A couple of hours later (perhaps a bit longer if the air is very humid) you will be able to sand back the excess filler with very little effort, leaving a lovely even surface.
Once you paint over the patched area, you won't even be able to see where it was. Magic.
Which kind of paint should I use?
We have provided some information on each product listing about suitable uses for the paint, and reasons why you might choose that type of paint or prefer another type.
The basic rule is this: you can use exterior paint to paint interior surfaces, but you cannot use interior paint outside.
Exterior paint includes additives that make it resistant to fading, and also has polymers that expand and contract when the temperature changes, making exterior paint unlikely to crack and peel. Exterior paint also contains anti-mould agents. This is not the case for interior paints, so an interior paint used outside won't be durable enough to withstand exposure to the elements.
Water-based enamels are suitable for interior and exterior use, so you will find that all of this stock is displayed in your search results regardless of whether you select "Interior" or "Exterior" paints in your filters.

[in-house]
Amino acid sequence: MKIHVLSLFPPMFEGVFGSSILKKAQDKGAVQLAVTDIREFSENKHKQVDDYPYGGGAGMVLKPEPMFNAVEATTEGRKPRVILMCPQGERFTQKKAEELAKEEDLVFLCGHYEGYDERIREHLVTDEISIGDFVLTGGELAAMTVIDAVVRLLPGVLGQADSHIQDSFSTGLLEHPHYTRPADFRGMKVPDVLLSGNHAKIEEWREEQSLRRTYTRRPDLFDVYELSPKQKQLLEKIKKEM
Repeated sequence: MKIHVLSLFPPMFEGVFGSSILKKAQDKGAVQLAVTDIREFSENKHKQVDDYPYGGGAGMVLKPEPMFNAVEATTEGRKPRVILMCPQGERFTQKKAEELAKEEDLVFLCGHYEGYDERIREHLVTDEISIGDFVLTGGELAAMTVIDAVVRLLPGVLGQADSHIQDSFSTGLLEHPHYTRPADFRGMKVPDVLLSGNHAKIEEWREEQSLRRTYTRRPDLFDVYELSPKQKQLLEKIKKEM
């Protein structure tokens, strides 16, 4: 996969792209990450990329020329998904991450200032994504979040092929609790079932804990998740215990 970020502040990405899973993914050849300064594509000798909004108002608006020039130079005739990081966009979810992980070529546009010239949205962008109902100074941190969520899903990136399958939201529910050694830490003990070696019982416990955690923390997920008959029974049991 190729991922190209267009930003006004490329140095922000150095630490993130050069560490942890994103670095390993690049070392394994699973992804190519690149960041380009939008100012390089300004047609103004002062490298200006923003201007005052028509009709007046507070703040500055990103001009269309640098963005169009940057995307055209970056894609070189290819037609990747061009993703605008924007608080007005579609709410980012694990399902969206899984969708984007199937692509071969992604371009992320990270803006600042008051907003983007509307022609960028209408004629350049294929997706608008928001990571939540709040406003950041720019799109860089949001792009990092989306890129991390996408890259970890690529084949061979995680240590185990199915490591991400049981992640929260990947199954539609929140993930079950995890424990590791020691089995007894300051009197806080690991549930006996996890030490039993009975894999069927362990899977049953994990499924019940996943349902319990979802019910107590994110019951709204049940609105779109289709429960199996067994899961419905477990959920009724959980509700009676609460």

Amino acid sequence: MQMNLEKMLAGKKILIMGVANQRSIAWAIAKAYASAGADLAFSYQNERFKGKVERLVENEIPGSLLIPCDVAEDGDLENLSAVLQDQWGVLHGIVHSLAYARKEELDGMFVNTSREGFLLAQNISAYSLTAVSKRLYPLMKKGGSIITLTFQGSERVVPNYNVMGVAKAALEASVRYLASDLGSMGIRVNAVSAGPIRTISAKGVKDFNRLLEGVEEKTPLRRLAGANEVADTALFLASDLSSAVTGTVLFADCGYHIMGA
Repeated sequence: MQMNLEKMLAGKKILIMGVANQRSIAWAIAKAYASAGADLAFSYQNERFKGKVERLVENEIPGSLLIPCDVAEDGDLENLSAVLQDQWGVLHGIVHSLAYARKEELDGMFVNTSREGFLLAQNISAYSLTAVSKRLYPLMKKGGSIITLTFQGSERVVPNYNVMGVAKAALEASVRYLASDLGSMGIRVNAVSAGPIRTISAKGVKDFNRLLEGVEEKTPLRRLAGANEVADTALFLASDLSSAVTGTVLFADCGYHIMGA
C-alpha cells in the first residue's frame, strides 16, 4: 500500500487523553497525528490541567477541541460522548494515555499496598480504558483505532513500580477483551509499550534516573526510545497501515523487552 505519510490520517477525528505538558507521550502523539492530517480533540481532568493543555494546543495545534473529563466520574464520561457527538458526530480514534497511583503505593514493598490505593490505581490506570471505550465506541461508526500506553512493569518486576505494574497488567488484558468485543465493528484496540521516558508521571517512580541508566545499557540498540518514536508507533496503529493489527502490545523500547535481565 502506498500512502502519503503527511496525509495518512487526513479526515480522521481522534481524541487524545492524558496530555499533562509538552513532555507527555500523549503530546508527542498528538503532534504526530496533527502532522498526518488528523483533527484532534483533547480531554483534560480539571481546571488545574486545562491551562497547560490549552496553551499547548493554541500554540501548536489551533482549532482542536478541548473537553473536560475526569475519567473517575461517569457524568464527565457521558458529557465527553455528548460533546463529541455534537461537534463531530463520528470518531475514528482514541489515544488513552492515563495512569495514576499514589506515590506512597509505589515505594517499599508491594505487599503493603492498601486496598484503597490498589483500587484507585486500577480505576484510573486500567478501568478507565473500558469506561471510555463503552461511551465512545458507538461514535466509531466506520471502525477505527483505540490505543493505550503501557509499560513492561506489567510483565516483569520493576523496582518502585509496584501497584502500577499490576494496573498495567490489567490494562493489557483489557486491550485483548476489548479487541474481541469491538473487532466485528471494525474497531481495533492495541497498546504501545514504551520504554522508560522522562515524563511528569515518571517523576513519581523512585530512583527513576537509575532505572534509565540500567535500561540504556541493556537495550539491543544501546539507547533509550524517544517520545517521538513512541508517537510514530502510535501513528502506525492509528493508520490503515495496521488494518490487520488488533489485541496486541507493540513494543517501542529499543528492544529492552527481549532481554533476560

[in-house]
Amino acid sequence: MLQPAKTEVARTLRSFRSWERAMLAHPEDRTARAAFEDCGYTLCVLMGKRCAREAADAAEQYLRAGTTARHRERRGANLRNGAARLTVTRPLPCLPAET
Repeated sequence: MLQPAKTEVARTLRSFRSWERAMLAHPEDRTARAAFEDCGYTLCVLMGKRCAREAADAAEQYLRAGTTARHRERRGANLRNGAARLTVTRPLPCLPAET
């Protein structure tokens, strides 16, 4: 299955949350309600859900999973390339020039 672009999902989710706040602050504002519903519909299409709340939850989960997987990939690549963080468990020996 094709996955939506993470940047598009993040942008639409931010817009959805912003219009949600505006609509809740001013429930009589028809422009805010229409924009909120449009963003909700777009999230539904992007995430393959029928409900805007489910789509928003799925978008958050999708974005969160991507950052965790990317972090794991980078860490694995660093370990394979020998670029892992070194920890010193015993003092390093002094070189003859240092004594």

What will I need on hand to start painting?
1. Paint (obviously), including primer if you are painting a surface that has never been painted before, and including an undercoat if you are going from a dark colour to a light one.
2. One or more rollers (a wide roller for walls, and a narrow roller for woodwork)
3. A paint tray that is the right size for your roller/s (check this! There are many different roller and tray widths!!)
4. An angled brush for cutting in the edges.
5. Two buckets for washing out rollers and brushes (one for the first wash, and one for the rinsing).
6. A small bag of flocculant (Aluminium Sulphate / alum - we sell it for 50 cents a bag) to separate your suspended paint from the brush washing water, and ideally a bit of Bicarb Soda too so the flocculate works optimally.
7. Newspaper or other waste paper for running out rollers and brushes before washing.
8. Sandpaper and a sanding block - only required if your surface isn't already smooth and free of flaking or peeling paint.
9. A drop sheet - ideally use some waste plastic or thick fabric like an old curtain.
10. Rags to wipe up drips and to wipe your hands.
11. Soap and a source of water.
12. Music. Because painting is more fun if you're dancing.